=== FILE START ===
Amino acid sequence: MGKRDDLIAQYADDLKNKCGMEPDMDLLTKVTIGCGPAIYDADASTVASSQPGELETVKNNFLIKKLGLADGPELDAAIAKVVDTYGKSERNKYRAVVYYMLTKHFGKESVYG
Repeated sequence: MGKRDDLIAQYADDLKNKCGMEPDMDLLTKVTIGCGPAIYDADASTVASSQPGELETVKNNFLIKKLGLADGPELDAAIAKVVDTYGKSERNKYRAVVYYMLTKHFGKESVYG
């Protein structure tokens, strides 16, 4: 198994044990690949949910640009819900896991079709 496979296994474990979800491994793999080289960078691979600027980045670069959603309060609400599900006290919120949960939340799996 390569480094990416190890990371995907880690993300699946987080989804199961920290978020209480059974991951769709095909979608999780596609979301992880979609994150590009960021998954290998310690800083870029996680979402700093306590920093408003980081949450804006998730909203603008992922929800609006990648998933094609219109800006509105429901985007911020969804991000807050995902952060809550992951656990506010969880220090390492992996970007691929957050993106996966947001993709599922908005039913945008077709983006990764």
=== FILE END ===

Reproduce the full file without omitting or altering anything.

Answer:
Amino acid sequence: MGKRDDLIAQYADDLKNKCGMEPDMDLLTKVTIGCGPAIYDADASTVASSQPGELETVKNNFLIKKLGLADGPELDAAIAKVVDTYGKSERNKYRAVVYYMLTKHFGKESVYG
Repeated sequence: MGKRDDLIAQYADDLKNKCGMEPDMDLLTKVTIGCGPAIYDADASTVASSQPGELETVKNNFLIKKLGLADGPELDAAIAKVVDTYGKSERNKYRAVVYYMLTKHFGKESVYG
């Protein structure tokens, strides 16, 4: 198994044990690949949910640009819900896991079709 496979296994474990979800491994793999080289960078691979600027980045670069959603309060609400599900006290919120949960939340799996 390569480094990416190890990371995907880690993300699946987080989804199961920290978020209480059974991951769709095909979608999780596609979301992880979609994150590009960021998954290998310690800083870029996680979402700093306590920093408003980081949450804006998730909203603008992922929800609006990648998933094609219109800006509105429901985007911020969804991000807050995902952060809550992951656990506010969880220090390492992996970007691929957050993106996966947001993709599922908005039913945008077709983006990764």